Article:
I think that due to the distances from the 20th Century Paradigms of Science, what I have identified will not make any sense to many, today. Already valid, it is evident that it will be found to be “true” in the near future.

 

Ken Lloyd

Steven Krane

unread,
Nov 10, 2018, 12:18:12 PM11/10/18
to syss...@googlegroups.com
One reality?  No.  We don’t even have the same Now.

Is the word “system” an abstract or concrete noun, or it depends on context of dialogue, or it doesn’t matter?

For me, it’s abstract and it matters.

On Oct 30, 2018, at 4:59 AM, Aleksandar Malečić <ljma...@gmail.com> wrote:

Aleksandar Malečić

unread,
Nov 11, 2018, 5:33:26 AM11/11/18
to syss...@googlegroups.com
Did I have free will when I was deciding whether or not to write this? It might be an interesting question or not, but it has only one correct answer. My "story" and perception of reality does differ, but we (for instance) either do or don't live in a computer simulation: https://www.simulation-argument.com/simulation.html. These might be dumb or irrelevant examples to someone, but reality is still the same.

In my story (but in everyone else's reality) when I was an undergraduate student of electrical engineering and reading Carl Jung's books, I was trying to "prove" (as much as a student of something else would dare) him wrong about quaternions (http://quaternions.klitzner.org/?p=83) and, as a future engineer would, started thinking about it as an (correct or incorrect) algorithm or a machine. In the process (a few years later), I was the first person in the world to ever compare Carl Jung and Robert Rosen. Jung is very briefly and indirectly (someone else writing about Jung) mentioned here: https://onlinelibrary.wiley.com/doi/pdf/10.1002/sres.2502 And this comparison either is onto something or it isn't. It can't be both. Mind you, this is just an example.

Aleksandar

Jack Ring

unread,
Nov 11, 2018, 5:34:16 AM11/11/18
to Sys Sci
Ken, 
As usual your clarifications are very useful. Thanks.

Seems to me this highlights the error of calling something a system without confirming that it has all the attributes that a system must have.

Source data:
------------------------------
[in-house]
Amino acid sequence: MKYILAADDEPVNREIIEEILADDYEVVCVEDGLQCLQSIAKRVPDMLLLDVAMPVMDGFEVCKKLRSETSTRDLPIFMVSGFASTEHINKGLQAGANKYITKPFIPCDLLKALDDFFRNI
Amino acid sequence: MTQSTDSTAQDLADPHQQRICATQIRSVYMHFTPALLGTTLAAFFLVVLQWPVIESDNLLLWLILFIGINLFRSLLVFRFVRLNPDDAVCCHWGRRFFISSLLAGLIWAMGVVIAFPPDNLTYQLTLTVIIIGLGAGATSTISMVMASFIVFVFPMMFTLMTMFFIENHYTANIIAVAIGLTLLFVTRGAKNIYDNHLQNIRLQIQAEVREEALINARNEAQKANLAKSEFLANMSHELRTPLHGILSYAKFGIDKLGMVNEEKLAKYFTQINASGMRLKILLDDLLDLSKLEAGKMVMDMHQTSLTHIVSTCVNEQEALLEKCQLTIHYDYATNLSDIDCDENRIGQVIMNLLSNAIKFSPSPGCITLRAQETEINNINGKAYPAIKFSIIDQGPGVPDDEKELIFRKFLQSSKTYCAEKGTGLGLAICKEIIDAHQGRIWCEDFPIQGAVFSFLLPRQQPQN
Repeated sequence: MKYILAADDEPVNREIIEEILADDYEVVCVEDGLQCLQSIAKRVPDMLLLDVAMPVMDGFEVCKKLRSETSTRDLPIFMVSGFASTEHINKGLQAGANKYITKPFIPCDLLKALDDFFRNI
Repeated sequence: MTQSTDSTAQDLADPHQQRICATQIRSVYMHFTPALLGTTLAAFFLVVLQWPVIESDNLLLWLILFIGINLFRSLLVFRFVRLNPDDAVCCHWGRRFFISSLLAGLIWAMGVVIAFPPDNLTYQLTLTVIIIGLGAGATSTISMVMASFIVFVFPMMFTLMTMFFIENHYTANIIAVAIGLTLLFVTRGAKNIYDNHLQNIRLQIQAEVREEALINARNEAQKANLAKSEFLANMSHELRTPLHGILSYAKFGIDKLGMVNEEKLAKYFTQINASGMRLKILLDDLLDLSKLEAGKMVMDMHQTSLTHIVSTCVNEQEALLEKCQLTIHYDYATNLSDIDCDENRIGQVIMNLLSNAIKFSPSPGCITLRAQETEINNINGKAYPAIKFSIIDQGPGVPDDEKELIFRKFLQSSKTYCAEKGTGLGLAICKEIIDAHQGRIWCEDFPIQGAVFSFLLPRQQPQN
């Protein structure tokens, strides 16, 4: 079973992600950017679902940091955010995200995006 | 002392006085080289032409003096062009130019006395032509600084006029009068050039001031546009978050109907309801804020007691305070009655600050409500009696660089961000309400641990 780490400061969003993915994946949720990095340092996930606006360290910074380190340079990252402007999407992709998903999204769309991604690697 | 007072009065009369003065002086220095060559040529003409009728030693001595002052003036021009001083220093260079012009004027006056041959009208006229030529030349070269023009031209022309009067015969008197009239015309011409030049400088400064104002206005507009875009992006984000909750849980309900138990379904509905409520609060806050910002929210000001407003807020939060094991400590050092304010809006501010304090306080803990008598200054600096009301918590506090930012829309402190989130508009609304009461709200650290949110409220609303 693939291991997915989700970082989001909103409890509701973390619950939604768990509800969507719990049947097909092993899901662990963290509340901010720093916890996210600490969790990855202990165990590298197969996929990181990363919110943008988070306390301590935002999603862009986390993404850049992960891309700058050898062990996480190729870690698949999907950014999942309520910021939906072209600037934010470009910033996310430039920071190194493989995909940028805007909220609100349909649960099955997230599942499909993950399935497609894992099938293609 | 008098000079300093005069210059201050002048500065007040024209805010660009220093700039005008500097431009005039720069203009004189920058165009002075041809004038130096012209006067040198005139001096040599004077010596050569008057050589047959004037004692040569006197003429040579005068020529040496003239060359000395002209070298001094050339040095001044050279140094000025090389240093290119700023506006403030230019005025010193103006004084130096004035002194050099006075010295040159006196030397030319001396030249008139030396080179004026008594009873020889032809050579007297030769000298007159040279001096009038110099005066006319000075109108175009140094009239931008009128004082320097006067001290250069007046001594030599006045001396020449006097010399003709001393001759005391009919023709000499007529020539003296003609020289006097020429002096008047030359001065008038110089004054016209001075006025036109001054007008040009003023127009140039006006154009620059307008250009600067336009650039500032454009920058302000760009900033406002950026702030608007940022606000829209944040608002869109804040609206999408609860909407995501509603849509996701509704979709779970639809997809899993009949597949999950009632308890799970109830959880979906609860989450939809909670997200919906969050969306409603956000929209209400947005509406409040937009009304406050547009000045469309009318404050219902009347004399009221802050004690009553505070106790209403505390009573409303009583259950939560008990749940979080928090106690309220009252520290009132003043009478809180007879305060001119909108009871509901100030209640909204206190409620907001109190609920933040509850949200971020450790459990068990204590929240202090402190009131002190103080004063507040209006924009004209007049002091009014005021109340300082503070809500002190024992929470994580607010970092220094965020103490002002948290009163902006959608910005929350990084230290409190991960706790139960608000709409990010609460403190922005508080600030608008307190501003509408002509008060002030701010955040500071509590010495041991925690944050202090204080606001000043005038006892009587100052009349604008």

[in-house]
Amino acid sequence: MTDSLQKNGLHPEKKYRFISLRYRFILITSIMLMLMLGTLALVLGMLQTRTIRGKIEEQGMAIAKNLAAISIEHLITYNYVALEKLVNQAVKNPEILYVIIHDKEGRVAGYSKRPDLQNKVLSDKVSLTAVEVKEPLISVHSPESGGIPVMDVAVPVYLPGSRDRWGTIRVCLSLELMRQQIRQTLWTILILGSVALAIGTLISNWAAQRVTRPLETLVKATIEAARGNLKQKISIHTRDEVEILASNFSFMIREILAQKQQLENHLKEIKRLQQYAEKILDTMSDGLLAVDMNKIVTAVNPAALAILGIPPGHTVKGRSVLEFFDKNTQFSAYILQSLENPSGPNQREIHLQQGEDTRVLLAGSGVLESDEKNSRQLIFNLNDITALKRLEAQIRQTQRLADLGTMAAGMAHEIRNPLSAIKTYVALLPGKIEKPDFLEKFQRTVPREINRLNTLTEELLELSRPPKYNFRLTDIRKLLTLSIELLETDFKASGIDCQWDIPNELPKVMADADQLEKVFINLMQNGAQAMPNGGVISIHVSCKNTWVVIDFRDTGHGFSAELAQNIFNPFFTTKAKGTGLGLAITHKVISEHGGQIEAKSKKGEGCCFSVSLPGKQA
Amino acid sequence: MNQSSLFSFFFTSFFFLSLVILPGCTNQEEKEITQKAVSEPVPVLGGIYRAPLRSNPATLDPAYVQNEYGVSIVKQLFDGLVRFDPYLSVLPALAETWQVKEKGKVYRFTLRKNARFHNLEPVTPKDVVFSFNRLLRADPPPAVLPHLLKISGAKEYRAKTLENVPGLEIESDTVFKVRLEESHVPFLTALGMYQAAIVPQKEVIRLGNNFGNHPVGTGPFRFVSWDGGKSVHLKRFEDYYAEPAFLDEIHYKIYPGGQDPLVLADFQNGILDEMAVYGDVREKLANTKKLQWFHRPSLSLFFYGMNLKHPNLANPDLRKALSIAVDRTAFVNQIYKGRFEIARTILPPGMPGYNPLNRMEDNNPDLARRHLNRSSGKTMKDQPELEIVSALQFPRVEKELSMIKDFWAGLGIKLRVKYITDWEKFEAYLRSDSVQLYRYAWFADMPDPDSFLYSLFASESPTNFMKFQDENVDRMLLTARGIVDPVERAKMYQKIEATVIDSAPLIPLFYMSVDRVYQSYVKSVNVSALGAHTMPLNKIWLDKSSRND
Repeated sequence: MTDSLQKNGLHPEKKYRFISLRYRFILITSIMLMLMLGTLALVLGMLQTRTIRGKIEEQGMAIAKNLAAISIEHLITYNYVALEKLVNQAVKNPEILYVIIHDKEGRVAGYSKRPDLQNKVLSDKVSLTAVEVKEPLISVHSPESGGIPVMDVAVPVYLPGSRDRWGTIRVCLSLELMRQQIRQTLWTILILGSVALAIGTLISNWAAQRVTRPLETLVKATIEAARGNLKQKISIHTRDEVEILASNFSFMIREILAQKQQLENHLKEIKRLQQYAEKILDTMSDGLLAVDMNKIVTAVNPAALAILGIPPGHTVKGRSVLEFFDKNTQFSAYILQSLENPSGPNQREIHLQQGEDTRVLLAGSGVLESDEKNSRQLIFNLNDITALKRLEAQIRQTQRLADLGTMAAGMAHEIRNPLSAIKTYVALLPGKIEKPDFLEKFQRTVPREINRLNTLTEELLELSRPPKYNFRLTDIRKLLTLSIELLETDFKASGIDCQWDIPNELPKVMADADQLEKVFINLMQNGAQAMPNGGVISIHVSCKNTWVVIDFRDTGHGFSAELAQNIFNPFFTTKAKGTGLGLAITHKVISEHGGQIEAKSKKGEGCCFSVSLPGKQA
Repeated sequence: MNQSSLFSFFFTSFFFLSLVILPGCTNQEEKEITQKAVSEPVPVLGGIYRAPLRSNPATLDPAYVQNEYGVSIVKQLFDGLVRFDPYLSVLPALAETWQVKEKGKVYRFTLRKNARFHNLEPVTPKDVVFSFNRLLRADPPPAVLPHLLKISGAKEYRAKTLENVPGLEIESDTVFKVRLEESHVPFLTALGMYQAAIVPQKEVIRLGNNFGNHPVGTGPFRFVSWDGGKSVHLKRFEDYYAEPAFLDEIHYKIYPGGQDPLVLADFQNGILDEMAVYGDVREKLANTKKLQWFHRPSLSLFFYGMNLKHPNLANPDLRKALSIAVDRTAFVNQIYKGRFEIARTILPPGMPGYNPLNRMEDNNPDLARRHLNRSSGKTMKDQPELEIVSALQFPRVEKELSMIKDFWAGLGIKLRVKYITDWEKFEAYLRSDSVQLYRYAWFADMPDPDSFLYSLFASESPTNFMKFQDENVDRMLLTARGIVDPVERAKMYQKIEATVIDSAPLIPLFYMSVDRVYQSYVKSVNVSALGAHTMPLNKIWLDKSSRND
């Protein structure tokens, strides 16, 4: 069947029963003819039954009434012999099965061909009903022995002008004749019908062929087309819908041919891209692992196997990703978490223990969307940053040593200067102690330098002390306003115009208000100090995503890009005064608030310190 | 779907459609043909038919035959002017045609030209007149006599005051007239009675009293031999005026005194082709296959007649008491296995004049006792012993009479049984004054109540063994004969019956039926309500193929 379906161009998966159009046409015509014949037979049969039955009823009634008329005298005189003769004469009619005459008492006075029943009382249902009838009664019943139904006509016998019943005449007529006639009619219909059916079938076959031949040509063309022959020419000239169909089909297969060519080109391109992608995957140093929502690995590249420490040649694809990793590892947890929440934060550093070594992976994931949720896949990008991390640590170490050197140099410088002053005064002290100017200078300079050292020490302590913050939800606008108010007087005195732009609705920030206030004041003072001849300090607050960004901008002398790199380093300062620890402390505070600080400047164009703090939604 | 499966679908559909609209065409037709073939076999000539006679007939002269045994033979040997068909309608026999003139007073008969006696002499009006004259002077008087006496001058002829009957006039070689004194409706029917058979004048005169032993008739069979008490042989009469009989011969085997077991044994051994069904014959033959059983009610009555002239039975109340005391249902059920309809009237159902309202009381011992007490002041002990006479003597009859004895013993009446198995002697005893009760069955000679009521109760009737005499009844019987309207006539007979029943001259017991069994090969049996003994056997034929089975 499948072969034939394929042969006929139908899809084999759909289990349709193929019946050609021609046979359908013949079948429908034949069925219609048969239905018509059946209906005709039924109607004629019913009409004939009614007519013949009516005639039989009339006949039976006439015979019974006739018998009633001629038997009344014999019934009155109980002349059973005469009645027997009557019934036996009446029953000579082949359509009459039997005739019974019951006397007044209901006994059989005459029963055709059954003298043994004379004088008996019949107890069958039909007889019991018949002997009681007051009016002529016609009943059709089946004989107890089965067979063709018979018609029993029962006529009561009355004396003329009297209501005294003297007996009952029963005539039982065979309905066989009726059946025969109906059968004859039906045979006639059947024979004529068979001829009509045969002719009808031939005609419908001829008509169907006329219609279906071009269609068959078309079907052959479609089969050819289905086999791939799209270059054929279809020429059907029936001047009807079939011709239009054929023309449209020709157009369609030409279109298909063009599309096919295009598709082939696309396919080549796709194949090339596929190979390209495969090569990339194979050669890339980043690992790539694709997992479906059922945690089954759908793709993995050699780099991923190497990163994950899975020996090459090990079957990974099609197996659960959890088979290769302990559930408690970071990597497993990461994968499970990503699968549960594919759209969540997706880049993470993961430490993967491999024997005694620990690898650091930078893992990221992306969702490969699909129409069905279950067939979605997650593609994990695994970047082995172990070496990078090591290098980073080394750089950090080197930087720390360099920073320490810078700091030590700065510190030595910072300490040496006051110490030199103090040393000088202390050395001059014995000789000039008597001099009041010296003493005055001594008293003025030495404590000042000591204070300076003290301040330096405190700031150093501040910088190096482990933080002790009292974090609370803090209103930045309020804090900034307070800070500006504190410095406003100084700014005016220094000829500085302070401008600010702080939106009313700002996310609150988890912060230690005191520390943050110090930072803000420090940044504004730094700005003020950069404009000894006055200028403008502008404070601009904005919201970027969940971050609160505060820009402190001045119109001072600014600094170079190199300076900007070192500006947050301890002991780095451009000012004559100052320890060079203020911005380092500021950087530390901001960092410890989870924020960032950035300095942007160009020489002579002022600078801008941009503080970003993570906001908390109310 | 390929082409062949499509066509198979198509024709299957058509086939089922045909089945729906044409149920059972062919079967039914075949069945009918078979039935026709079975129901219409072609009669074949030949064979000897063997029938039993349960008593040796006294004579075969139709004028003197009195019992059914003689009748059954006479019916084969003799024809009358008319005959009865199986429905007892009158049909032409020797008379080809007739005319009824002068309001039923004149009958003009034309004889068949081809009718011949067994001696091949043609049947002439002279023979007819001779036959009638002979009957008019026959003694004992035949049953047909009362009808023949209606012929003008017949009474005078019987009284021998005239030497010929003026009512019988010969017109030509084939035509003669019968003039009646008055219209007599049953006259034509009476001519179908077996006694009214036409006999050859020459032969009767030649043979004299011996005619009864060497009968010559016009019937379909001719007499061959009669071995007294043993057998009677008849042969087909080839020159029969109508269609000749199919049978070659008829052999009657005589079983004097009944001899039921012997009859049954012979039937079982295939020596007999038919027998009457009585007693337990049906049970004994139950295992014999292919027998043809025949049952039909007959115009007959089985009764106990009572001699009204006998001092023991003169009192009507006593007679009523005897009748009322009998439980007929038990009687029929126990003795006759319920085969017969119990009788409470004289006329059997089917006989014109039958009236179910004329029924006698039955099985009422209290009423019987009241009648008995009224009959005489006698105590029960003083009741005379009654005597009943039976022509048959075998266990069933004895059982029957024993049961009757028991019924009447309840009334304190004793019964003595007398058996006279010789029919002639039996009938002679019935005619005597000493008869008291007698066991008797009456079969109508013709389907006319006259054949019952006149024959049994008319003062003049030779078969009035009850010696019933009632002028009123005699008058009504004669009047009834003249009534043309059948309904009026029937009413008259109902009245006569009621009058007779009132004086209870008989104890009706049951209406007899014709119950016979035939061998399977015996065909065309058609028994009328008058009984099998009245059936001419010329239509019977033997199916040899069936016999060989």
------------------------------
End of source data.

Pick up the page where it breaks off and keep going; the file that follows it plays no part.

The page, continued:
Jack 

kall...@gmail.com

unread,
Nov 11, 2018, 8:56:37 AM11/11/18
to syss...@googlegroups.com

Jack,

 

This is at the heart of most problems “system”. I characterize (note: not define) a system as anything with an aggregation of two or more coupled* (i.e. component) objects whose coupling (i.e. bonding, etc.) allows communication (*in the broadest sense of the word – the exchange of matter, energy, information or entropy), and due to that coupling the whole at least partially subsumes the identities of the components, creating a new entity. Sine qua on.

This means that an atom is a natural system consisting of aggregations of protons, neutrons and electrons where the different couplings create various different elements, and so on for different molecules. Example, the difference between iron oxide and table salt.

 

In this regard, there are (equally valid) natural systems, human devised systems, social systems, political, legal, economic systems, enterprise systems mathematical systems of equations and computer hardware and software systems – which means that it is possible that everything, down to the abstract objects of the **standard model is a system. Notice, however, that contrary to Stafford Beer, the purpose of any system is not inherent within the system, but purpose is imposed on systems by an external intelligence or agency that leverages its properties for purposes at hand.

 

** https://www.quantumdiaries.org/2014/03/14/the-standard-model-a-beautiful-but-flawed-theory/ This theory is, today, incomplete.

 

It would seem to me that, too often, SEs only consider man-made systems when their systems of systems are “composed” of natural and somewhat abstract components. Here, the word “composed” is telling WRT my use of Category Theory to indirectly represent all things “system”.

 

So, it is possible that calling something – anything - a system is a safe bet because it approaches tautology, at some generalization, abstraction or aggregation scale.

 

Ken

kall...@gmail.com

unread,